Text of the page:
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WE'VE MOVED! Click here: http://www.hartwilliams.com/blog/blogger.html

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Thursday, November 24, 2005

You don't suppose that Bush is going to pull one of his patented rubber turkey surprises for Thanksgiving, do you? You know, show up with "our brave troops" and display the latest military-drag Commander-in-Chief outfit and accessories addition to his wardrobe?

It's not at all possible that this week Condi Rice was doing an advance tour for it, I realize.

But -- given this cult of the photo-op and their need to grab the spotlight away from ... well, scandals too rife to enumerate -- repeating some trick from the previous stage show isn't beyond them. (Heck, it's their modus operandi.) They DO tend to repeat themselves beyond the life of the magic trick, after all.

So, might there be another rubber turkey surprise visit to the troops in Iraq or Afghanistan?

Could be. We should know by halftime of the Dallas game.

Happy Thanksgiving, no matter what your turkey happens to be.

Wednesday, November 23, 2005

I read a lot as a kid -- not just books, but periodicals as well. Because I read TIME magazine, I noticed a story on the ore-ship the Edmund Fitzgerald, and noticed again several months later when Gordon Lightfoot turned that story into a song that's seemingly become a classic. I like the song, so it's a happy story.

But there is a horror in this line of inquiry as well. My parents subscribed to READERS DIGEST, which I always found rather trite, but I'd browse them for the three or four stories that might actually be interesting to me.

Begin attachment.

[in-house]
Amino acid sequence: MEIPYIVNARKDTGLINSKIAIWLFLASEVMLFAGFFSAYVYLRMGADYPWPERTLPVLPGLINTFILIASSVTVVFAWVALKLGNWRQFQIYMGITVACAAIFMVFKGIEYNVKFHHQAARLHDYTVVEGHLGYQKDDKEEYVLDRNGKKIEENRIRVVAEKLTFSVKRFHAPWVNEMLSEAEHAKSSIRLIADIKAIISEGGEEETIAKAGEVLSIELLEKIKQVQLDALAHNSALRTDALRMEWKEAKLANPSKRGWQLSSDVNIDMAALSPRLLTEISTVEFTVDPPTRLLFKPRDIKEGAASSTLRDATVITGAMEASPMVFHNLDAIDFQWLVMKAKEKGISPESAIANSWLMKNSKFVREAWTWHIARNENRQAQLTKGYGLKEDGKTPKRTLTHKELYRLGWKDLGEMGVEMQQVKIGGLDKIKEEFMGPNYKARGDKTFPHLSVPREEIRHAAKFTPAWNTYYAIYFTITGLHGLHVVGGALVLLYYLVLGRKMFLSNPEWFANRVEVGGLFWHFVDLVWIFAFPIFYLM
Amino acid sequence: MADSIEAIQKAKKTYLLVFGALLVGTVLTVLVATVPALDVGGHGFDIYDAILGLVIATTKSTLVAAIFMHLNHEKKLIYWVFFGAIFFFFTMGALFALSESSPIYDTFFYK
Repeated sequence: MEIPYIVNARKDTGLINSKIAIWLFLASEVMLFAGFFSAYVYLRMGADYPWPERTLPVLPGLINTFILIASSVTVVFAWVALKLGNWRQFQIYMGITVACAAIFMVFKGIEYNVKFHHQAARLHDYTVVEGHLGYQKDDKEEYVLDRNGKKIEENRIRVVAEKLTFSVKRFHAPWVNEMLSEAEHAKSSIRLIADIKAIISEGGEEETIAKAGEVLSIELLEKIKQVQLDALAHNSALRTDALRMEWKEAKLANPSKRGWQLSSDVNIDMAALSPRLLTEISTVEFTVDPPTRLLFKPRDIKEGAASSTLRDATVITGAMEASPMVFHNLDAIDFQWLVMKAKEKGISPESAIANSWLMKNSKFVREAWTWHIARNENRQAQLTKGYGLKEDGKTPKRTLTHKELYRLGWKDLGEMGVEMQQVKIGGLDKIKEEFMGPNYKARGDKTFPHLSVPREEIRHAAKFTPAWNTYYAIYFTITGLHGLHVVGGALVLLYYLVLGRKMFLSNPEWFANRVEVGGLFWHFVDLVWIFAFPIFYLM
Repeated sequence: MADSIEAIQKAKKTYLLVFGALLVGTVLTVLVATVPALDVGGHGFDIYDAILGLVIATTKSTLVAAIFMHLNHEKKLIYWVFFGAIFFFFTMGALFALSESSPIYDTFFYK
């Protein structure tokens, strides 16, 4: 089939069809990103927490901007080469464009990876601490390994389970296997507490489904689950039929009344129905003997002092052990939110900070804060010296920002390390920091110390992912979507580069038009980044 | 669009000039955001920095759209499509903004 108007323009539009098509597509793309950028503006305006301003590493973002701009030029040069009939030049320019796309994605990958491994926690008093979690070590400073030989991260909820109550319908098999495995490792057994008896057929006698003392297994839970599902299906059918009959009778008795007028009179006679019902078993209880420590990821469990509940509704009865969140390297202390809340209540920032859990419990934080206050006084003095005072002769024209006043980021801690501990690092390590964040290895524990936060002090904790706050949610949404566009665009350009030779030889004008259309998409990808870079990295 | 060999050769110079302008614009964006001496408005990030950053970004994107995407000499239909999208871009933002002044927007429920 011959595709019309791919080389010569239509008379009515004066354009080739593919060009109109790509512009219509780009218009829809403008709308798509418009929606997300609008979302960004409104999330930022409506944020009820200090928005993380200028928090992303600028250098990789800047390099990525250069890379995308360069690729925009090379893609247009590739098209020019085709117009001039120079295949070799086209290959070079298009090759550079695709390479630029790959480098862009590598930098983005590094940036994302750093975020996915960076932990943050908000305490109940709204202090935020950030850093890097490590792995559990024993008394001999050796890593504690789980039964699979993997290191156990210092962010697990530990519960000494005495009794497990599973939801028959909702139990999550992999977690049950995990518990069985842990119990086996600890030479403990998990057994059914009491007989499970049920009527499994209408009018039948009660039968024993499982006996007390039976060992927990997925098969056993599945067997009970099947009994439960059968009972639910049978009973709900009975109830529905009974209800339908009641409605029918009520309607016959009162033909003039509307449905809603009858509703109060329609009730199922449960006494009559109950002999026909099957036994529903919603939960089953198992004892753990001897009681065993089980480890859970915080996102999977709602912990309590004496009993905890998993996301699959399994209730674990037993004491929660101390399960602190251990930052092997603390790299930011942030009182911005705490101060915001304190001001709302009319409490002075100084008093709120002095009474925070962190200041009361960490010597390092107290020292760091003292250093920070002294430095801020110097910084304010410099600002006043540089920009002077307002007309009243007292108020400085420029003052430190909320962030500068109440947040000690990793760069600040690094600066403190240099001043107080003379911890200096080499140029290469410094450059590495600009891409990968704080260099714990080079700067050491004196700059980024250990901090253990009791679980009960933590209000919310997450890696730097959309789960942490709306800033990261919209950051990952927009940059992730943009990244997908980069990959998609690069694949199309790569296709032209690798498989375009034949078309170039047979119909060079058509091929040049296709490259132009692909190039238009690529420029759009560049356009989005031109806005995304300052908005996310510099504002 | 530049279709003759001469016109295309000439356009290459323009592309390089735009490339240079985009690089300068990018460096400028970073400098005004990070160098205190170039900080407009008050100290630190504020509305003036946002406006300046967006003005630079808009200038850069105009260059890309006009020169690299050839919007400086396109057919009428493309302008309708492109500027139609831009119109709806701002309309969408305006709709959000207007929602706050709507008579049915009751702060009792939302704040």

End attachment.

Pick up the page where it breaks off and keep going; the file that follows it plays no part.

And there was one of those punchline stories, the low-rent version of O. Henry about a fellow getting out of prison and ashamed to return to his hometown. I read the story and thought it was syrupy and corny and tried to forget it, focusing instead on "I Am Joe's Philtrum" before setting that issue down forever.

About a year later, I heard a dreadful tin-pan-alley song on the top-40 radio that dominated the airwaves. After deciding that the song was awful as music, I realized that it was that same dumb story about the convict.

I hoped that it would go away. But I was horribly, awfully wrong. It did not go away. It became a big hit. And for nearly a year, I would have to plug my ears whenever that dreadful ditty polluted my acoustical environment.

And then, for years, it went away.

But no, the performers got their own TV show, and don't cha know? they ALWAYS sang that awful song based on that awful story to conclude the show.

They were finally, mercifully, cancelled.

And more years of bliss.

But then, the Ayatollah Khomeni returned to Iran, after years of exile in Paris. And the Shah was deposed, with the greatest high-tech arsenal in the Middle East falling into the hands of the Revolutionaries, and our Embassy staff was taken hostage for 444 days.

ABC News began a nightly newscast, marking the days that the hostages had been held. This newscast was anchored by Ted Koppel, and it's run, from that time, for twenty five years now.